Director general Mark Thompson's pay will be frozen
The BBC Trust has approved a £30.7m budget increase for the corporation's websites, while agreeing to cuts across television and radio.
The trust, which is the BBC's governing body, also signed off plans to cut the salaries of big name stars and agreed that executive pay should be frozen.
In total, the BBC intends to make savings of £1.9bn over five years.
However, the extra money for the BBC's suite of websites was less than the £52.7m increase managers had requested.
The trust explained that work would have to be done on the BBC's online services to justify the extra cash.
They criticised the search facility on bbc.co.uk and said that not enough was being done to direct users to external websites.
In particular, they asked management to think carefully about whether the BBC's website content was always distinctive.
Other operators have complained about crossover with commercial services, a problem which was previously highlighted in the government's Graf report in 2004.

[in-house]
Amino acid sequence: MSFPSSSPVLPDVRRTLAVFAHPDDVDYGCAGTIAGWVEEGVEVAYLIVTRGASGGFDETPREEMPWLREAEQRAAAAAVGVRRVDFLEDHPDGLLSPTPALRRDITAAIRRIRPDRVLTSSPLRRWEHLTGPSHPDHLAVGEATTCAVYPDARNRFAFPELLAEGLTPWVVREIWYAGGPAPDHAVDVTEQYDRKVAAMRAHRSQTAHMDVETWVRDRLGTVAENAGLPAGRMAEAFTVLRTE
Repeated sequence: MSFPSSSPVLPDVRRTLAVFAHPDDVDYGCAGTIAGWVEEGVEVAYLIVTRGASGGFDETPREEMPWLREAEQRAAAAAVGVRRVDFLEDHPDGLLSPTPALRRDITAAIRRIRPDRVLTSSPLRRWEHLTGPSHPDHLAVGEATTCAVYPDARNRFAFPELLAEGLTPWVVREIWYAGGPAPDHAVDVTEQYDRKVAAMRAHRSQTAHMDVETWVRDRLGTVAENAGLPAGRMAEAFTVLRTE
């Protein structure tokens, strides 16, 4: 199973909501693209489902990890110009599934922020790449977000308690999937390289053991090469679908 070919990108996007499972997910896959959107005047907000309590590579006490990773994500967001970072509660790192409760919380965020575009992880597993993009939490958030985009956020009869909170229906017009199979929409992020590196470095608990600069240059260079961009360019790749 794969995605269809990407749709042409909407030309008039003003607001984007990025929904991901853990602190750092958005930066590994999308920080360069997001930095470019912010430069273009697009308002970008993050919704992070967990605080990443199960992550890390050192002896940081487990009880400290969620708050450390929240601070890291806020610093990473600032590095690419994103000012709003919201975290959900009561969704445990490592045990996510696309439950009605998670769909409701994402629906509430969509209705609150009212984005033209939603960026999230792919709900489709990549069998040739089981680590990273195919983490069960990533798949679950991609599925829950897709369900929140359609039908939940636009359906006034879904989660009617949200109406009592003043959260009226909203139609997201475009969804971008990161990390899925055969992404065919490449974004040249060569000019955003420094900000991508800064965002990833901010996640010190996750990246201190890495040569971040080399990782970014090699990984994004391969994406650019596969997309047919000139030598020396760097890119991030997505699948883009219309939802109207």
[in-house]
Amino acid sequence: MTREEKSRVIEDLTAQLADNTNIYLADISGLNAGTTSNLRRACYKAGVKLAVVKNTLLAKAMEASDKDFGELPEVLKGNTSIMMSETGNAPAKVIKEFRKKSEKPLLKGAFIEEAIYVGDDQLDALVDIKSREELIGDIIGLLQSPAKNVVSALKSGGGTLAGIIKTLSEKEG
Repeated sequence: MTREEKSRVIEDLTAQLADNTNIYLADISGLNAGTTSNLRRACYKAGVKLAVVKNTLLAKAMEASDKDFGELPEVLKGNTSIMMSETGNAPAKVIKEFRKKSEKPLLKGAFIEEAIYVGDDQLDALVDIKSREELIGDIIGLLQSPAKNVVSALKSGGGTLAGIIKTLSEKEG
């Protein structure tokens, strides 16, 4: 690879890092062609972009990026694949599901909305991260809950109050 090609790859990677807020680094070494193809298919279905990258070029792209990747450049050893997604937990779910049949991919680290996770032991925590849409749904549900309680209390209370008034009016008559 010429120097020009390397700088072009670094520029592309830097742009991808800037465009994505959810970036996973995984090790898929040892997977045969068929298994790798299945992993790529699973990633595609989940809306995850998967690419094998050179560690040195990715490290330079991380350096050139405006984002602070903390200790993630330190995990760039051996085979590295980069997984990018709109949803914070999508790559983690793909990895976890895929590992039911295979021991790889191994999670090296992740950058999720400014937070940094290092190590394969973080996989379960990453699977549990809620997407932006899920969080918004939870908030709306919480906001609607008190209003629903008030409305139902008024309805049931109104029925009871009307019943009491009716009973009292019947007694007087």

The trust also complained that the BBC's management of the website was "not sufficiently strong". In 2007-8, it said, misallocation meant the website went £30m over budget.
However, it agreed that the budget should be revised up to meet that overspend, and allocated an additional £30.7m over three years - subject to its concerns about management being addressed.
The total yearly budget for BBC online will now be £145m.
BBC media correspondent Torin Douglas said: "The BBC Trust is keen to show it's keeping a tight rein on BBC spending at a time when commercial companies are seeing their advertising fall through the floor.
"It's also welcomed the management's plans to make significant cuts in pay to top talent. Jonathan Ross's salary has provided powerful ammunition for the BBC's critics" he added.
The trust's decision came as it approved the corporation's operating budget for the next three years.
The trust also gave its blessing to extra expenditure on arts and children's programmes.